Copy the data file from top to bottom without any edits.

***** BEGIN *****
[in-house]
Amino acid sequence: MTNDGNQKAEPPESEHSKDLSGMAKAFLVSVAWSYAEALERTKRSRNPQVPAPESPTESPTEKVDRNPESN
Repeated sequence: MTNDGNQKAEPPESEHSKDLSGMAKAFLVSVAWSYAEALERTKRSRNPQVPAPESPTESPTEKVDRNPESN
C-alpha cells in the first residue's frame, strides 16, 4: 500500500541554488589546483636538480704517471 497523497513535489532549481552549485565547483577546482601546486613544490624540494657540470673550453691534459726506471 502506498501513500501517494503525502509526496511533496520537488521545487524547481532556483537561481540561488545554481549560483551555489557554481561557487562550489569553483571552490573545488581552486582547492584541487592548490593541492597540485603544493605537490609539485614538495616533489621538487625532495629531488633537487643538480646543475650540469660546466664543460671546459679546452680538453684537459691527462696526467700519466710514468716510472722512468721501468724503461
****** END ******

[in-house]
Amino acid sequence: MTNDGNQKAEPPESEHSKDLSGMAKAFLVSVAWSYAEALERTKRSRNPQVPAPESPTESPTEKVDRNPESN
Repeated sequence: MTNDGNQKAEPPESEHSKDLSGMAKAFLVSVAWSYAEALERTKRSRNPQVPAPESPTESPTEKVDRNPESN
C-alpha cells in the first residue's frame, strides 16, 4: 500500500541554488589546483636538480704517471 497523497513535489532549481552549485565547483577546482601546486613544490624540494657540470673550453691534459726506471 502506498501513500501517494503525502509526496511533496520537488521545487524547481532556483537561481540561488545554481549560483551555489557554481561557487562550489569553483571552490573545488581552486582547492584541487592548490593541492597540485603544493605537490609539485614538495616533489621538487625532495629531488633537487643538480646543475650540469660546466664543460671546459679546452680538453684537459691527462696526467700519466710514468716510472722512468721501468724503461